At the pool this past weekend we met an interesting couple who also live in the neighborhood (thanks to T., who ended up joined at the hips with their two kids--the same ones who were frog hunting with her the other day). We've been meeting a lot of interesting people at the pool lately--people we click with immediately and have engaging conversations with. This couple appeared in deck chairs last weekend, as if blown in by the breeze, leaving us to wonder where on earth they were last summer, these interesting people, because it would have been nice to have known them then.
What I found unusual, I think, is that both members of the couple work at home AND they have small children, who they juggle much as we do, using preschools and sitters to fill in the gaps. I admire people who work at home, but I'm in awe of a couple who work at home. I've tried to work from home but, invariably, while lots of work gets done, it's often not of the paid variety. The house gets cleaner, the office desk more organized. I might remember to make a few phone calls related to non-work matters, like medical appointments for the kids. I snack too much when I "work" from home, and linger too long in the bathroom and on the porch outside every time I get up to let the dog in or out. I can't seem to maintain a focus when I'm at home, even when the kids aren't there--it's as if some magnetic force draws me away from what I'm supposed to be doing, and channels me into other tasks--important ones, too, but certainly ones that could wait until later.
A long time ago, when Scott and I were first married, we worked from home often. He had his study in the guest room at one end of the apartment, and I had my very own little office in the small sunroom at the other end. I wrote all my papers and creative work on a small Mac classic, with no Internet connectivity to distract me, no blogs loaded into the background to read, no IM windows popping up now and again with messages from people I know (and some I don't). The apartment was small, and from where I sat I couldn't see the mess in the bathroom or the dishes in the kitchen. We had no kids in those days, only the cat, and she used to sleep in the black papasan chair in my sunroom/office, lulled to sleep by the tap-tapping on the keyboard. Home WAS where I worked back then--I had no other place to go. Life was infinitely more simple back then, of course, and my mind was not nearly so split into as many different parts as it is today.
I have discovered, though, that if I can get up early enough--if I can seize that golden sliver of time between when I first wake and when the complications of the day begin to take hold, that I can get some work done at home. If the kids are still sleeping, and the coffee pot brewing, and I've slept well (and the stars were aligned just right the night before), I can work--and be happy and productive doing it. So this morning, inspired by determination and too many pressing deadlines, I dutifully got up at 6:00, showered and dressed, started the coffee, put the dog out, fed the rabbit, booted the computer, put away a few toys that had made their way onto the office floor, and sat down to work. But as I sat there waiting for the computer to wake up, lost in a morning fog, I heard a door close and the running of feet.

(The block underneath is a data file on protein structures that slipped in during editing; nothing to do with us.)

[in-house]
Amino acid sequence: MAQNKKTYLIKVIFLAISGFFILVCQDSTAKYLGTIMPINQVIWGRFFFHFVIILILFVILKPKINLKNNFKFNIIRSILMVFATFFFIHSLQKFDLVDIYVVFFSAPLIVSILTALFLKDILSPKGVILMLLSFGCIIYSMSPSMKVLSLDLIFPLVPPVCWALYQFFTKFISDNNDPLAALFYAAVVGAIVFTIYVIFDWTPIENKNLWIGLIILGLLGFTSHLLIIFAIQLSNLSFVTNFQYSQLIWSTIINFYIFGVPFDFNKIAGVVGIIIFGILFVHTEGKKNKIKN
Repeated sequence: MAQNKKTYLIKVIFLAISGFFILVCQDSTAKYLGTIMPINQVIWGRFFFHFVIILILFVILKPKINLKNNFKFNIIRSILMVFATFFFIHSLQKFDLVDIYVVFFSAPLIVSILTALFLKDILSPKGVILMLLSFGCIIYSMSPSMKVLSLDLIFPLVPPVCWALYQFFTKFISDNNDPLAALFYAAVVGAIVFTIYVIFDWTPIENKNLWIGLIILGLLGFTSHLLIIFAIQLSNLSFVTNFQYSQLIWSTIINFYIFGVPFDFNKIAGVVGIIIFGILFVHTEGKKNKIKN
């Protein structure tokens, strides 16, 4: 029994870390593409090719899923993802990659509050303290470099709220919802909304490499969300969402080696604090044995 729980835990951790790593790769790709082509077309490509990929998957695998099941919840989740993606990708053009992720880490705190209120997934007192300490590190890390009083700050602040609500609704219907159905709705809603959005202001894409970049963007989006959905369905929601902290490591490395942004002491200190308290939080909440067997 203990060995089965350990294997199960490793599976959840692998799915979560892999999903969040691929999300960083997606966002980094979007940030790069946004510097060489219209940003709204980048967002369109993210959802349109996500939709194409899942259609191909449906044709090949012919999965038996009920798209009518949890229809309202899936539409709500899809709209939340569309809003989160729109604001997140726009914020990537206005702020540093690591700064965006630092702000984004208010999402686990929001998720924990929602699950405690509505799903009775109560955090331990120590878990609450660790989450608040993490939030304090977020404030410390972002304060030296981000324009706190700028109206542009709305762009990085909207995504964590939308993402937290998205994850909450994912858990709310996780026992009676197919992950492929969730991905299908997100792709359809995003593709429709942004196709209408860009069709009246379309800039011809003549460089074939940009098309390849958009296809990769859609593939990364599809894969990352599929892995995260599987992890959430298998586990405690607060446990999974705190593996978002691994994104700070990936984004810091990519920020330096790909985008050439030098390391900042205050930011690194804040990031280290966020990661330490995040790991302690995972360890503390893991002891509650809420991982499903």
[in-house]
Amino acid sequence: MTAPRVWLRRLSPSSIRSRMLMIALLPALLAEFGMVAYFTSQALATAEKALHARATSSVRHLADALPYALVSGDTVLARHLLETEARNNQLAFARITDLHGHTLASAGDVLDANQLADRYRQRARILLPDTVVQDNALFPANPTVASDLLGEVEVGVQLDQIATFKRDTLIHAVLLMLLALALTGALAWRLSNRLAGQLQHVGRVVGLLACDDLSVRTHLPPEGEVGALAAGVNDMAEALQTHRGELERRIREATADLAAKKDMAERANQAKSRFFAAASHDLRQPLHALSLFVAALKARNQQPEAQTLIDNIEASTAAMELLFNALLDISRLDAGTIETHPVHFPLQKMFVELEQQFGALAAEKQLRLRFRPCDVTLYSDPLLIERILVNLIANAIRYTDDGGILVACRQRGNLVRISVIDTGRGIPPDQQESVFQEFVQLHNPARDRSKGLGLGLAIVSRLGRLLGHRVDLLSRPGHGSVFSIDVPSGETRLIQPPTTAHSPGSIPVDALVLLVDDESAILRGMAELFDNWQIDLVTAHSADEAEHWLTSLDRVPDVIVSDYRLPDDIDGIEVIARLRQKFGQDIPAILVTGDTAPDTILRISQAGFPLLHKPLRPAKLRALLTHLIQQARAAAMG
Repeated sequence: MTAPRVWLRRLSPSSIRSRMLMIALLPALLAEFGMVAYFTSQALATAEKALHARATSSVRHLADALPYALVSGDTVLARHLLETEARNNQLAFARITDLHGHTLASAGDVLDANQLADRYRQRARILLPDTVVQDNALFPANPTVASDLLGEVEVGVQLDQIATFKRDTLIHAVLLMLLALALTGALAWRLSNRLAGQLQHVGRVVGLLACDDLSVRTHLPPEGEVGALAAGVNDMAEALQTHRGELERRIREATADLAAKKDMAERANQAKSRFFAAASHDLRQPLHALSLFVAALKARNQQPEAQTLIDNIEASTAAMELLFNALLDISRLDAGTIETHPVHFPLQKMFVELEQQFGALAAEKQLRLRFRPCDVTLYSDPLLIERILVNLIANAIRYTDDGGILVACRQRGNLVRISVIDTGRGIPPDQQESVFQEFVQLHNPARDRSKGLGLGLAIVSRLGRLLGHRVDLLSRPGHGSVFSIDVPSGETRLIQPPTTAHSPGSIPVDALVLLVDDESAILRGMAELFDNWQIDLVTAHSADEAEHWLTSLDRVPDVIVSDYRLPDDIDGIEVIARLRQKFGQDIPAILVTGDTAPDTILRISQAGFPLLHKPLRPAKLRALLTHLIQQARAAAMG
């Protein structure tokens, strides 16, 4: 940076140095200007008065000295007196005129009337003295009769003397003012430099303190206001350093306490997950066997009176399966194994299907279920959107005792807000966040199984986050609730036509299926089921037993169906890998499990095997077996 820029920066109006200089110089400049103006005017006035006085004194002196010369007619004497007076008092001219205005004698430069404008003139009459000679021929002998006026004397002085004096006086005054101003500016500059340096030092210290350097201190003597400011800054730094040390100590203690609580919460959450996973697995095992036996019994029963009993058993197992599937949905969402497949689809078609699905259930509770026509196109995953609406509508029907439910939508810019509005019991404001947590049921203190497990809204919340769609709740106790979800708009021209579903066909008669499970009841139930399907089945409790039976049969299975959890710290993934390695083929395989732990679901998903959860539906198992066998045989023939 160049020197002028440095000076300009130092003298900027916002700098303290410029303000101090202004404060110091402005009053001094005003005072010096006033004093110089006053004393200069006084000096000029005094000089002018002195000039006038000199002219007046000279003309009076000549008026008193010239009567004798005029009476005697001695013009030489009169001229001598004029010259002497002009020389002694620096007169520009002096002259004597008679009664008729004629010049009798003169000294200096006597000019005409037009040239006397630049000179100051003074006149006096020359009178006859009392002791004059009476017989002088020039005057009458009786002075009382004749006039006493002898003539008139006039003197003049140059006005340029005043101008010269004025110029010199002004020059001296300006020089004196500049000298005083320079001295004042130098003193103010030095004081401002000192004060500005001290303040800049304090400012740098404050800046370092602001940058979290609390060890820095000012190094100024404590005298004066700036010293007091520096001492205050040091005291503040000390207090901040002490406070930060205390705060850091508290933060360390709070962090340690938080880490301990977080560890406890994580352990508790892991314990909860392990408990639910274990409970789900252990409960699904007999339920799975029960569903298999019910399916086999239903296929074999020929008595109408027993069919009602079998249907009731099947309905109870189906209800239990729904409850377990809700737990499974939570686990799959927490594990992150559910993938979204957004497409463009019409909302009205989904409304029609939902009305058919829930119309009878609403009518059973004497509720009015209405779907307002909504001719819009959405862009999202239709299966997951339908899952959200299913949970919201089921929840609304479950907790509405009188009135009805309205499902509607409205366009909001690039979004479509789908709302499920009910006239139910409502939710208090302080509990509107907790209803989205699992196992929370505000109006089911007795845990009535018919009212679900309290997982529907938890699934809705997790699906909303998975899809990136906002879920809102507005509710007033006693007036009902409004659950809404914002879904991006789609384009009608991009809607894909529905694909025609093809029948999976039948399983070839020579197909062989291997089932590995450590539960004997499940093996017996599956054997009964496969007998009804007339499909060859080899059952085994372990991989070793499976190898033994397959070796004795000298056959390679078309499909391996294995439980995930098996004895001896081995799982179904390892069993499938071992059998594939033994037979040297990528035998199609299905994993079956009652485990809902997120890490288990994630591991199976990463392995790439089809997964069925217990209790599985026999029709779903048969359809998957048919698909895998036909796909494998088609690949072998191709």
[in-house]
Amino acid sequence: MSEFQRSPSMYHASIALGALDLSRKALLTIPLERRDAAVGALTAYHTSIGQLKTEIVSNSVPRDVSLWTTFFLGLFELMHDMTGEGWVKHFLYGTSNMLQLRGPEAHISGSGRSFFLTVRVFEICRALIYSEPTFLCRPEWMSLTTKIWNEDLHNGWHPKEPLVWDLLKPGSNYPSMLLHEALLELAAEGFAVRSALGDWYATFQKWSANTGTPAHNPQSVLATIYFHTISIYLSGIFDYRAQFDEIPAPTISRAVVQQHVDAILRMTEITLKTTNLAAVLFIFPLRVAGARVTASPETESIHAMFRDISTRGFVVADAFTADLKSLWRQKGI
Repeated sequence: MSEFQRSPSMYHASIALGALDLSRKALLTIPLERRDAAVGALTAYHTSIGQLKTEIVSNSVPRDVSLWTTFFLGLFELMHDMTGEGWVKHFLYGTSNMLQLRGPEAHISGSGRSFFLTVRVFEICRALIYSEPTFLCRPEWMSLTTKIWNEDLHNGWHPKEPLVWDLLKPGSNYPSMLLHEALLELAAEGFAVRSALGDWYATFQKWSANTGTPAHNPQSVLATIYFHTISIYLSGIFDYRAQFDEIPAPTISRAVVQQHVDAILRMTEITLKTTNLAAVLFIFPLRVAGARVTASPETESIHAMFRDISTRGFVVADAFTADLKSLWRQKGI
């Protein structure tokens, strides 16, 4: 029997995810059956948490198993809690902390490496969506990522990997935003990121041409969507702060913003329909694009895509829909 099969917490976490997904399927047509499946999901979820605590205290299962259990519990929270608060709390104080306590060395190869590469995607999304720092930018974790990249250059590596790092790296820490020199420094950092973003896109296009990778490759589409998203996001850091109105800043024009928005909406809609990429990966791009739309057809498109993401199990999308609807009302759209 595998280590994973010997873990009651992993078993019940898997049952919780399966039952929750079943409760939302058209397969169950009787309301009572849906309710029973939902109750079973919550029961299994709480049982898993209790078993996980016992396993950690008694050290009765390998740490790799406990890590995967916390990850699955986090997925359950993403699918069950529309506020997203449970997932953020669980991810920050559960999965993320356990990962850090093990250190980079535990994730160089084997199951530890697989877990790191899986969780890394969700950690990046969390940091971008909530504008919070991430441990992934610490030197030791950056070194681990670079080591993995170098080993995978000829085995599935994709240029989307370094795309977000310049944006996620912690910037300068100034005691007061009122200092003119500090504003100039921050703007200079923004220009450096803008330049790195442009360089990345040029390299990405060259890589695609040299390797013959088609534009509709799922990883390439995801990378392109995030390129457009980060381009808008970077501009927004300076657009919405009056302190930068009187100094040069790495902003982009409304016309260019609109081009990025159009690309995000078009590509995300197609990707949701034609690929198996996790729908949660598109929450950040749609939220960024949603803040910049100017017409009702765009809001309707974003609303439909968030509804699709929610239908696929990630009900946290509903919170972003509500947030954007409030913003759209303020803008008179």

L. was up.
In the ten minutes between when I heard the feet and when L. appeared at the doorway to the office, pajama-clad, my emotions ran the full course from irritation, annoyance, frustration, grumpiness, and resignation, to calm acceptance. There's not much you can do, really, in situations like that, except watch your morning work opportunity evaporate into thin air and, perhaps, pour yourself a little extra coffee as compensation.
I hugged L. close, his body still warm and relaxed from bed. He asked me what I was doing there, at the ready, computer on.
"Trying to work," I told him. "I'm trying to sneak in a little extra work time."
He's my morning child, L. is--my early bird. He's gotten better lately about sleeping in, but if anything even slightly out of the ordinary is afoot, he's out of bed at dawn's light, hopping from one foot to the next in anticipation of the day.
"Why aren't YOU still sleeping?" I asked him, accusation creeping into my voice.
"Because you're not!"
Years ago I had so few distractions at home, and now so many. Years ago I had a room of my own to write in, I worked guilt-free, and now guilt often lurks in the background, every time I snatch a few moments of computer time at home, or stay late at a meeting. Now home is home, the place I want best to be--a place where my son is propelled out of his warm bed in the morning just to be with me, to start his day alongside mine.
Which is why this morning I found myself, at 6:45, in quite a different golden sliver of time, eating cinni-minis with L. and studying the Silk Soy Milk carton together, pondering the benefits of wind-driven energy, and the day ahead.